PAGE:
CONCLUSIONES: El consumo de alimentos fuera del domicilio es frecuente en todas las regiones de Brasil. Las políticas públicas deben incorporar esa dimensión al proponer estrategias de alimentación saludable.

Descriptores: Consumo de Alimentos. Conducta Alimentaria. Servicios de Alimentación, utilización. Restaurantes. Presupuestos. Renta. Encuestas sobre Dietas.




Changes in food consumption and the increase in physical inactivity have been associated with the growth in prevalence of overweight, obesity and other non-communicable chronic diseases, with an important impact on the health of the population.10

One of the factors related to diet, which seems to have a considerable influence on the increase of these prevalences is out-of-home eating.10,18,20 Foods consumed out of the home are recognizably less healthy than those consumed at home; they have higher energy density; higher sugar, salt and fat content, especially saturated fat; and they are, in general, poor in fibers, calcium and iron.6-8

In the United States, in 2004, 46% of spending on food was related to out-of-home eating.16 In Brazil, data gathered from the Household Budget Survey (HBS), performed in 2002-2003, revealed that this spending totaled 24%.ª

HBSs are important sources of data on food spending and have been used to obtain estimates of family food consumption.15 Although these surveys do not investigate food consumption by individuals, they provide information about the purchase of foods consumed in and out of the home.9

The last Brazilian HBS, performed in 2002-2003, included the types of food purchased for consumption out of the home for the first time. There are no other data in Brazil that provide detailed information about the foods consumed by the Brazilian population, particularly out of the home.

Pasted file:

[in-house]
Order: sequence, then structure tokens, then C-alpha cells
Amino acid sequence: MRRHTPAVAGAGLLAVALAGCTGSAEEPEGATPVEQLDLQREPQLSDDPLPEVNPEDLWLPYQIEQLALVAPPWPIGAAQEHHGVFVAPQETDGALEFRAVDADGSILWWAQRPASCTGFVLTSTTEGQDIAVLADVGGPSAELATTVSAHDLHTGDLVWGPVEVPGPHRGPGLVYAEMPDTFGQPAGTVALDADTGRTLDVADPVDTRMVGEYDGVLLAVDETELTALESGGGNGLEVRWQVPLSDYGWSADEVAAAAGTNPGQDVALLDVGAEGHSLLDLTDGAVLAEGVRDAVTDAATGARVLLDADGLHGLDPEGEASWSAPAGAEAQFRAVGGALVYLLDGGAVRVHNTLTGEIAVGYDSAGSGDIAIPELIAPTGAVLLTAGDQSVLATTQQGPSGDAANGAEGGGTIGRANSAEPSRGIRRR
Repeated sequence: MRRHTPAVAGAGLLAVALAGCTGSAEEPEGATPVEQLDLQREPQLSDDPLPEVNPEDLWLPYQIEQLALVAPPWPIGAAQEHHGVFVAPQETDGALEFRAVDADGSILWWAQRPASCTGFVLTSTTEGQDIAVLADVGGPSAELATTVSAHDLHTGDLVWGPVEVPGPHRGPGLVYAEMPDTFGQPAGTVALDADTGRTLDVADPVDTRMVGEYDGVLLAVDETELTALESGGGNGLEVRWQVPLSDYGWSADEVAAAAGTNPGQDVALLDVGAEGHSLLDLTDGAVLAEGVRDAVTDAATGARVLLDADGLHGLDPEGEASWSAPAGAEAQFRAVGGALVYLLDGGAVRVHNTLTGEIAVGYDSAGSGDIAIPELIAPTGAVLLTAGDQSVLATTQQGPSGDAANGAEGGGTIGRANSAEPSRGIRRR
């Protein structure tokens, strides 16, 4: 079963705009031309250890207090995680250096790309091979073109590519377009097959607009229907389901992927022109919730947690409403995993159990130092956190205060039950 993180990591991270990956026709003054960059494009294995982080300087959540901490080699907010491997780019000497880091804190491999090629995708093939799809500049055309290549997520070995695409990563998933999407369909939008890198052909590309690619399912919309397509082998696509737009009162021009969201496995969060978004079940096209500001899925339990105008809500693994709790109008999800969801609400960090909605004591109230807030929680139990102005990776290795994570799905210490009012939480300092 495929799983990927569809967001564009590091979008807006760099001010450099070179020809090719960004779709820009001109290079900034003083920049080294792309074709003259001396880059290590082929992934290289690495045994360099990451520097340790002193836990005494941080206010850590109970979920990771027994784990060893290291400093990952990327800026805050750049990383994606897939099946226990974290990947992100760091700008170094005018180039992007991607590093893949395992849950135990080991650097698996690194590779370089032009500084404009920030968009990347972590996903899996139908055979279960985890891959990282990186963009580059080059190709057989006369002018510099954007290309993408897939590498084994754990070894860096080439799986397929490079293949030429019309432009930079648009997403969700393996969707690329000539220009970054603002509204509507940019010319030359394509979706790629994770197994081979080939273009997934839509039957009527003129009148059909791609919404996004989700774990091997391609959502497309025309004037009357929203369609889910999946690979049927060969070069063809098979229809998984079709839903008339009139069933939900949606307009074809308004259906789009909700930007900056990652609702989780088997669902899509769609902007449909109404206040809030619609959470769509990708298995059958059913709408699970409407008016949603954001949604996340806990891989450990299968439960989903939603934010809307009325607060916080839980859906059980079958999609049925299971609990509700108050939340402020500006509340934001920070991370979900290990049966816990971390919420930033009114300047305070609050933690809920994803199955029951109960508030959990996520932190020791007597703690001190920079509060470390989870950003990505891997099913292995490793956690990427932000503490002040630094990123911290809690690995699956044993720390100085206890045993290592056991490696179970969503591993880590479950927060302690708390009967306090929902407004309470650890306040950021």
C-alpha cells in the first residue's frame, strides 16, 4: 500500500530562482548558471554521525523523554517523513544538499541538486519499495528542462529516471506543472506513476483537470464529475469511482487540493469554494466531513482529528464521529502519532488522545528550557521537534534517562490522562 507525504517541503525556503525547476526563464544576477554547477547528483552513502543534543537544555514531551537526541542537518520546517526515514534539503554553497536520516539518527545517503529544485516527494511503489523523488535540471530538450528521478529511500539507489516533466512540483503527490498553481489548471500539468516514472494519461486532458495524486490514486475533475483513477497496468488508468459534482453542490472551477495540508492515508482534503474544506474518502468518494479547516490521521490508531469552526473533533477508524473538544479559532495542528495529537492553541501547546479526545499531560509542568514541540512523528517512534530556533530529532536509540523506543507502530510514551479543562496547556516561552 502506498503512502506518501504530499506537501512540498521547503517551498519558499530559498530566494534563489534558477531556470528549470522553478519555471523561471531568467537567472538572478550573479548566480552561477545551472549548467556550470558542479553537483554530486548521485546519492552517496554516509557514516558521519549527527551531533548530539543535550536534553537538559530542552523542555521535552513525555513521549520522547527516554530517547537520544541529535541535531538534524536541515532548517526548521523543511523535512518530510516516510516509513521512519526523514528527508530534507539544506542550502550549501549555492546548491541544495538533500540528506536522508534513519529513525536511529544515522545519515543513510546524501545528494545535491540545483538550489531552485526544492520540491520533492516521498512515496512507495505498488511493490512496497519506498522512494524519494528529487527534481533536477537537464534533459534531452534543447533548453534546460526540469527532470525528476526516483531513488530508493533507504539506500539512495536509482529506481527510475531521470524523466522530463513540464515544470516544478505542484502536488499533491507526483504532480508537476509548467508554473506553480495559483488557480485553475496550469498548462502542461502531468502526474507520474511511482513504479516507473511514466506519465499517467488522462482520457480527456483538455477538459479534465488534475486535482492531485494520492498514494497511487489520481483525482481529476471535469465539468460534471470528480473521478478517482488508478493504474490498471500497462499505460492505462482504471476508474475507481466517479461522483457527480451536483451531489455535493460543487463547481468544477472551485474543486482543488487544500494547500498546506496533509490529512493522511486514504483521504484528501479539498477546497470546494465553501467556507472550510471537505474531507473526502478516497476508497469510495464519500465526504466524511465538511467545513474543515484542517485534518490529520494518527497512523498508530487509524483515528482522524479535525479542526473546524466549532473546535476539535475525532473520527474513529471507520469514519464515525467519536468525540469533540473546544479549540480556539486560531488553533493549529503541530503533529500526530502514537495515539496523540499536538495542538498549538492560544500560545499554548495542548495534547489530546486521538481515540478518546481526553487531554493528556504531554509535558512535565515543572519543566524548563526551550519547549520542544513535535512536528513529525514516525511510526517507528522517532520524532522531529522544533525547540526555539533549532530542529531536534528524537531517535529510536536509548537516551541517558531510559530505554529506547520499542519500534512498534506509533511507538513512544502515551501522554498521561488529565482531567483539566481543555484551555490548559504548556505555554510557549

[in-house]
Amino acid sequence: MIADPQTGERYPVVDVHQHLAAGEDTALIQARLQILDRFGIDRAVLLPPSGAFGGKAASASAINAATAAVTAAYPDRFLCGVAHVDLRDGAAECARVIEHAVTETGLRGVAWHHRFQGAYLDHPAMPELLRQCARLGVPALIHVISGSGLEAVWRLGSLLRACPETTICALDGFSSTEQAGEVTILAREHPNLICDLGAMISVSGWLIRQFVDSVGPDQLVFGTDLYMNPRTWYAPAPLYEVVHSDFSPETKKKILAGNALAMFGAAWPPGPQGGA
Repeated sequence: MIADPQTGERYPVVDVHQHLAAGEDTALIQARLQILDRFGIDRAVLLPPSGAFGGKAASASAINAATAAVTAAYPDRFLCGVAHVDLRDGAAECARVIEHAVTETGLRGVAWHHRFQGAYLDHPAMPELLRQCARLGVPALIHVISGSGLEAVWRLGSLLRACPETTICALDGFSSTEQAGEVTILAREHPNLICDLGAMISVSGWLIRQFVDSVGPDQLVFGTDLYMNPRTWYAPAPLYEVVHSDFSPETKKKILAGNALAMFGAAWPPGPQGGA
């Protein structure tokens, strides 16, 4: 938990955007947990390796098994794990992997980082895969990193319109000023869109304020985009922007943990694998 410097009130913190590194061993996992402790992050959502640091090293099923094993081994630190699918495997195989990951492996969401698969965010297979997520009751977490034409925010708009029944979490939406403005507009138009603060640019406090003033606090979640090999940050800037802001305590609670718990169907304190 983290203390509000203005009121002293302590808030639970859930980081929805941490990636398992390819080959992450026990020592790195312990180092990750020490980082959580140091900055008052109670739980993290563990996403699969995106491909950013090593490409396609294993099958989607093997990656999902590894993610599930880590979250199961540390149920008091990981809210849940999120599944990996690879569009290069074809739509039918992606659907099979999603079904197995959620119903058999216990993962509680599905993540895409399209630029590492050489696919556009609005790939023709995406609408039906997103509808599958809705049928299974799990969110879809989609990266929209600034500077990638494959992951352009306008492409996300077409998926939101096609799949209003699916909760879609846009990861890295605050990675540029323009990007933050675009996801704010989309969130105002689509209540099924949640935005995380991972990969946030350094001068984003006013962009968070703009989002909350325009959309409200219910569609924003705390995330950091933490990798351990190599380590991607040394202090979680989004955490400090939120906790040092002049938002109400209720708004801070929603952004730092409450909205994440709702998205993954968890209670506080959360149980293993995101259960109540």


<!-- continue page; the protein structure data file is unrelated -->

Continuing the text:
The present study aimed to analyze the characteristics of out-of-home eating and spending on such consumption.



Data from the 2002-2003 HBS, conducted by the Instituto Brasileiro de Geografia e Estatística (IBGE - Brazilian Institute of Geography and Statistics) between July 2002 and June 2003 and obtained from interviews in a sample of 48,470 households, were used.

Sampling plan and other methodological details were described in a previous publication.ª The sample is representative of the urban and rural population, Brazilian regions and different socioeconomic levels.

In the 2002-2003 HBS, 183,333 individuals were interviewed. In the present study, only those aged more than ten years (N=146,525), considered by the survey as possibly contributing to the household budget (income, expenses or purchases), were included.

Information about out-of-home eating was obtained by applying a questionnaire of individual expenses with daily records describing each product purchased, the amount paid and the place of purchase, for seven consecutive days. Individuals had the choice of grouping several purchases of the same item in one single record, including the total amount spent in the week. Out-of-home eating was defined as the purchase of at least one food consumed out of the home, aimed at the same unit of consumption of the individual who purchased the food during the week of data collection.